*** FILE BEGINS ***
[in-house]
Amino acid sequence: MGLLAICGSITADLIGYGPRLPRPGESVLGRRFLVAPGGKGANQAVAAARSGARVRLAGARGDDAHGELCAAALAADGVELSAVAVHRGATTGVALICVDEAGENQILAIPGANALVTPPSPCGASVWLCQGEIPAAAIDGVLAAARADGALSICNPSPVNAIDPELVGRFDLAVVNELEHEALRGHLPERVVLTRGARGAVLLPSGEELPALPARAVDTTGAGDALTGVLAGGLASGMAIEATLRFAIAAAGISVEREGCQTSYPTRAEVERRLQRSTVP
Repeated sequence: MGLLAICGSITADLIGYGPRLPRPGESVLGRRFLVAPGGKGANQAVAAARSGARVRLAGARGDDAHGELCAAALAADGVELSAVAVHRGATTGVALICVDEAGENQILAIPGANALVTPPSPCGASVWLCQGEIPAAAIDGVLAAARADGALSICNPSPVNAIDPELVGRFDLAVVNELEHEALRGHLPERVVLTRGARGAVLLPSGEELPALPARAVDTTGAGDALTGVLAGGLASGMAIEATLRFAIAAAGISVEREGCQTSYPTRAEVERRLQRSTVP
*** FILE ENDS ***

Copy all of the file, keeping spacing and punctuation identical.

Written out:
[in-house]
Amino acid sequence: MGLLAICGSITADLIGYGPRLPRPGESVLGRRFLVAPGGKGANQAVAAARSGARVRLAGARGDDAHGELCAAALAADGVELSAVAVHRGATTGVALICVDEAGENQILAIPGANALVTPPSPCGASVWLCQGEIPAAAIDGVLAAARADGALSICNPSPVNAIDPELVGRFDLAVVNELEHEALRGHLPERVVLTRGARGAVLLPSGEELPALPARAVDTTGAGDALTGVLAGGLASGMAIEATLRFAIAAAGISVEREGCQTSYPTRAEVERRLQRSTVP
Repeated sequence: MGLLAICGSITADLIGYGPRLPRPGESVLGRRFLVAPGGKGANQAVAAARSGARVRLAGARGDDAHGELCAAALAADGVELSAVAVHRGATTGVALICVDEAGENQILAIPGANALVTPPSPCGASVWLCQGEIPAAAIDGVLAAARADGALSICNPSPVNAIDPELVGRFDLAVVNELEHEALRGHLPERVVLTRGARGAVLLPSGEELPALPARAVDTTGAGDALTGVLAGGLASGMAIEATLRFAIAAAGISVEREGCQTSYPTRAEVERRLQRSTVP